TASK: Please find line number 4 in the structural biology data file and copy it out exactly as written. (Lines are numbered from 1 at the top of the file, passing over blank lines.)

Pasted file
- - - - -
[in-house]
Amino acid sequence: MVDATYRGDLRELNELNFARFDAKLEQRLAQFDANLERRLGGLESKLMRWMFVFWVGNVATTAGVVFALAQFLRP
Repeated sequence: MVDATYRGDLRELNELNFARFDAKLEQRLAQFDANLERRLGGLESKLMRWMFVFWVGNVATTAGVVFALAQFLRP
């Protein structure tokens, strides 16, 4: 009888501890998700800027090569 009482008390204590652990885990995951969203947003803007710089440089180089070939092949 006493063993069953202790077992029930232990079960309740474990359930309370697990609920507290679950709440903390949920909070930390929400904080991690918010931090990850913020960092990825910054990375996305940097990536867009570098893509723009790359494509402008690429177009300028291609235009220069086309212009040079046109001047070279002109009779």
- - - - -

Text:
């Protein structure tokens, strides 16, 4: 009888501890998700800027090569 009482008390204590652990885990995951969203947003803007710089440089180089070939092949 006493063993069953202790077992029930232990079960309740474990359930309370697990609920507290679950709440903390949920909070930390929400904080991690918010931090990850913020960092990825910054990375996305940097990536867009570098893509723009790359494509402008690429177009300028291609235009220069086309212009040079046109001047070279002109009779």